Oh, DeGidio’s, you are our guilty pleasure. You’re the place to take the kids before the big meet or after a good report card. The youngest of our bunch ate so much spaghetti one time he had to “walk it off.” The bright, slightly sweet and garlicky red sauce is the star of the show here, but it’s served on almost everything on the menu, so there’s little chance of missing it. The giant, fluffy meatballs are worth the calories, too.
DeGidio’s: 425 W. Seventh St., St. Paul; 651-228-0118; degidios.com
DAY BY DAY CAFE
This is one of the first restaurants each of our children were introduced to. Its casual atmosphere and quick service are bolstered by the delivery of goofy happy-meal toys by cheerful waitstaff. Everyone is welcome here, and the comforting diner-type food is like a warm hug. We love the Earth Breakfast, the croissant breakfast sandwich and for lunch, the hearty veggie sandwich, which hasn’t changed a bit — nor do we want it to — since we started eating here about a dozen years ago.
Day by Day Cafe: 477 W. Seventh St., St. Paul; 651-227-0654; daybyday.com
Talk about old-school! Mancini’s is straight out of the Rat Pack Era, with the meaty menu, relish tray and cocktails to prove it. The decor hasn’t changed much since then, either. Order a Manhattan and a steak, then stuff yourself with the ridiculously delicious garlic toast, which is cooked on the same griddle as the steaks for added meaty flavor. If you’re not ready to go home when the meal is over, chances are there’s some live music — and lively dancing — going on in the lounge. It’s worth the price of a cocktail for the people watching.
Mancini’s Char House: 531 W. Seventh St., St. Paul; 651-224-7345; mancinis.com
If you’re a juicy Lucy fan, there’s a good one here, but our advice is to skip it and go straight for the Nookie Supreme — two meaty beef patties dripping with American cheese and the restaurant’s special sauce. Let the cheese and sauce from the burger dribble all over your deep-golden, hand-cut fries, which are plenty delicious in the first place, and plan to be full for at least 12 hours. For those of us who prefer smaller portions, the restaurant will make the Nookie in a single-burger version, perfect if you haven’t worn elastic-waist pants.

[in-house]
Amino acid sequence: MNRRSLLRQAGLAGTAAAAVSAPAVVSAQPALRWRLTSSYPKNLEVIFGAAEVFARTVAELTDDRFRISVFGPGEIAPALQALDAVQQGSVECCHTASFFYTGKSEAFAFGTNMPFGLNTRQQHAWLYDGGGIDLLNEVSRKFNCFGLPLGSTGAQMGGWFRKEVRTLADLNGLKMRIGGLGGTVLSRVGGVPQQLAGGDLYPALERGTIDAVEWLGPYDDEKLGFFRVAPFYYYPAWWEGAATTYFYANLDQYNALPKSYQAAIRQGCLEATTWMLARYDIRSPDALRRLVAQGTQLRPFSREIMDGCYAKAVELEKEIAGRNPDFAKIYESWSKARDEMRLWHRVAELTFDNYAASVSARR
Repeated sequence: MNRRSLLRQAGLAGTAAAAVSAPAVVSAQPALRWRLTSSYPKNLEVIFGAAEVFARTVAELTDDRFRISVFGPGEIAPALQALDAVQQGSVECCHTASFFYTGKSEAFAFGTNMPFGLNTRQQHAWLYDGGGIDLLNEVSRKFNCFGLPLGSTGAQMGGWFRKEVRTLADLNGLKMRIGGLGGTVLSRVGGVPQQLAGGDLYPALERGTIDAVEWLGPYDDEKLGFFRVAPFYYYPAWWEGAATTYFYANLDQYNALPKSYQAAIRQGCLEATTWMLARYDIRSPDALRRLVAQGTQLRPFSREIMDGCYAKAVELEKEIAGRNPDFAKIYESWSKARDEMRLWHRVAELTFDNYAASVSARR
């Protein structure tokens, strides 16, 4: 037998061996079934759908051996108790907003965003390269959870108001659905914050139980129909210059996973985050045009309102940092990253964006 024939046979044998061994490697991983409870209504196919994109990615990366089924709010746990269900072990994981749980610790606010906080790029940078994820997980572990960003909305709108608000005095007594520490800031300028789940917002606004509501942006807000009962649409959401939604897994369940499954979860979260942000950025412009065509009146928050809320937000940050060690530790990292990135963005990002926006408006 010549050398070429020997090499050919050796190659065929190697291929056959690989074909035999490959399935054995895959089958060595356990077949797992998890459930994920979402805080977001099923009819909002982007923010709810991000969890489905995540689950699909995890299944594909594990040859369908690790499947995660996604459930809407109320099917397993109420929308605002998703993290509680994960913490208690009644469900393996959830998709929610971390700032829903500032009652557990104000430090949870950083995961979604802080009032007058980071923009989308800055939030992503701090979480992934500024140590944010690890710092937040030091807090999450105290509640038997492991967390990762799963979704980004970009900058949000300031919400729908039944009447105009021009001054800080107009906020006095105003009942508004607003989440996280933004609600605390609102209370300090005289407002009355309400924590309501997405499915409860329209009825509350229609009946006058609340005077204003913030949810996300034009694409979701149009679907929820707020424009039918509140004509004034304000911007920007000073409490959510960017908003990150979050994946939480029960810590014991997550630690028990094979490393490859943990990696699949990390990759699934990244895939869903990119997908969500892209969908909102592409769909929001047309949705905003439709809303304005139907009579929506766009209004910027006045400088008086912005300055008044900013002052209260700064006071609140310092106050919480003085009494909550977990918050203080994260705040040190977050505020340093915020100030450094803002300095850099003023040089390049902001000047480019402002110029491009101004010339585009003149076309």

Shamrocks Irish Nook: 995 W. Seventh St., St. Paul; 651-228-9925; crshamrocks.com
Another throwback, this little supper-clubby spot, formerly Mitch’s Supper Club, is a good place to find not only men of a certain age imbibing at noon (the place makes a decent bloody Mary with a meat-stick straw) but also menu items like chicken Kiev and Cajun chicken pasta that many restaurants stopped serving a decade ago. The chicken potpies and the black-and-blue burgers are mighty tasty, too.
Bennett’s Chop and Railhouse: 1305 W. Seventh St., St. Paul; 651-228-1408;bennettschopandrailhouse.com
7TH STREET SOCIAL
The only notable newcomer on the street, this pub/restaurant is serving some pretty good from-scratch food. The short rib, mac and cheese, Reuben with house-corned beef and decadent, lobster-filled lobster potpie are all worth a chunk of your paycheck. The brunch menu is good, too, and you can get a flight of local beers, which is a fun option.
7th Street Social: 2176 W. Seventh St., St. Paul; 651-330-4688; seventhstreetsocial.com
— Golden Chow Mein (1105 W. Seventh St.; goldenchowmein.com) for Chinese classics.
— Glockenspiel (605 W. Seventh St.; glockenspielrestaurant.com) for German sausages, soft pretzels and beer.
— Claddagh (459 W. Seventh St.; claddaghcoffeecafe.com) for some really good coffee.
— Chris and Rob’s (603 W. Seventh St.; chrisandrobs.com/menu.php) for hot dogs, burgers and pizza.
Jess Fleming can be reached at 651-228-5435. Follow her at twitter.com/jessflem.